By Mahala Lettvin
Since Mother’s Day was last week, I have spent the last couple of days reflecting on the way I raise my children. As both a writer and a mother, I believe the way I raise my children, particularly the advice I give to them, influences the way I approach my writing.
For instance, my children, just like everyone else, are unique individuals. My son prefers to choose outfits for me, nurture his baby dolls, and dress in pink, while my daughter enjoys playing in mud, stealing her brother’s unwanted toys, and dressing up as a superhero. I take extraordinary efforts to nurture my children’s self esteem, especially since both are defying gender norms and will need confidence to combat whatever negativity they attract. Even though I tell my children to be proud, as a writer I am constantly shaming myself: convincing myself I should be a different kind of writer, comparing my writing to others’, looking for ways to fix myself and my writing. Yet, if I were to take my own advice, I would write with that confidence that I attempt to instill in my children.
Another piece of advice I regularly offer to my children is to take a “time-out” when they are feeling completely overwhelmed. The other day, my daughter started missing her grandparents who live in Massachusetts. She started yelling at me for not having money to buy an airplane. This led her to crying about being too young to get a job to make her own money to buy herself an airplane. When I informed her that she would have to wait a few months before we had enough money for a visit, she became furious at the mere notion of time. At that point, I had to just let her cry. Although this type of tantrum is generally associated with her young age (and therefore can be soothed with lollipops and other bribery), the truth is, I have found myself in similar situations as a writer.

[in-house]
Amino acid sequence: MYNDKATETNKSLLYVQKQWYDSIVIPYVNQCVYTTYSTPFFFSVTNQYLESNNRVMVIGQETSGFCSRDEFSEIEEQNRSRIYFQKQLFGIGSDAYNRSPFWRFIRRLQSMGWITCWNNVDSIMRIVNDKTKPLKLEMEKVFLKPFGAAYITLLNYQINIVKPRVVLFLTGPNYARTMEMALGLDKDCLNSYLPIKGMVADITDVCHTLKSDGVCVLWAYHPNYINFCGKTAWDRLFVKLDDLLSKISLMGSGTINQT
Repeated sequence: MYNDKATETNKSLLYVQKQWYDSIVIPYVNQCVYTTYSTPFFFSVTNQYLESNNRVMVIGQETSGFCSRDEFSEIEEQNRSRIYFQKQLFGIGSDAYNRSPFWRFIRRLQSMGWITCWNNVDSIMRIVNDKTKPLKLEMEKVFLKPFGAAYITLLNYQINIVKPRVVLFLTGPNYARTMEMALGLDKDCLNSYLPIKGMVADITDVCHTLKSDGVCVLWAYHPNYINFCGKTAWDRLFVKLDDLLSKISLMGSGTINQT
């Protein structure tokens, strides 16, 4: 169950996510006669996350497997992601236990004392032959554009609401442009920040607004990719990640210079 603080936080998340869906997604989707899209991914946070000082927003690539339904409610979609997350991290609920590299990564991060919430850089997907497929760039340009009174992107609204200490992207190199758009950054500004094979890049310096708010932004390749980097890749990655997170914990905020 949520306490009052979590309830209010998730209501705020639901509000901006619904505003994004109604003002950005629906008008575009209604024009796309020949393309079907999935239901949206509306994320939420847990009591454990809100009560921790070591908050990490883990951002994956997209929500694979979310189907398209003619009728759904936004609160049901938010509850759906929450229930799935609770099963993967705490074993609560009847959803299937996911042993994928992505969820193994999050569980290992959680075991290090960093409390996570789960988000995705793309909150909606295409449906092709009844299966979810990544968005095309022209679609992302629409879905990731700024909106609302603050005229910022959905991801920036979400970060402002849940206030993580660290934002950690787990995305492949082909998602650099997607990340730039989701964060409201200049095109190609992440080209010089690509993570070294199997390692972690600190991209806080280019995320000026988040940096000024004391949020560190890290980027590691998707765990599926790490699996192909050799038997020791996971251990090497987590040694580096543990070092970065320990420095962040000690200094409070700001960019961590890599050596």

My writing process is to make an inordinate amount of revisions. I will begin by changing words that sound awkward, then changing sentence structure, eventually moving paragraphs so my writing flows in a more logical way. Then I will start analyzing the overall topic and purpose of my writing and realize nothing is making sense. Questioning whether I should even bother trying to write anything ever again, I tear up the paper into tiny bits and pieces, and just for dramatic effect, put it down the garbage disposal so no one will ever know how bad my writing truly is. I know I am not alone – as writers we often become so entrenched in our own work that we lose perspective. Like a child missing her family, we can be led down a dangerous path where everything seems more drastic than it is. Taking a time out to let our emotions subside, or have a lollipop (whichever works) can do wonders to prevent these frustrations from becoming paralyzing.
There are other pieces of motherly advice that I try to apply to my own life: always remember to use your manners (cite your sources); don’t curse in public (be aware of your audience); remember to share (talking about your writing with others provides valuable insight); and wash your hands and brush your teeth (no metaphor here, it’s just basic hygiene!).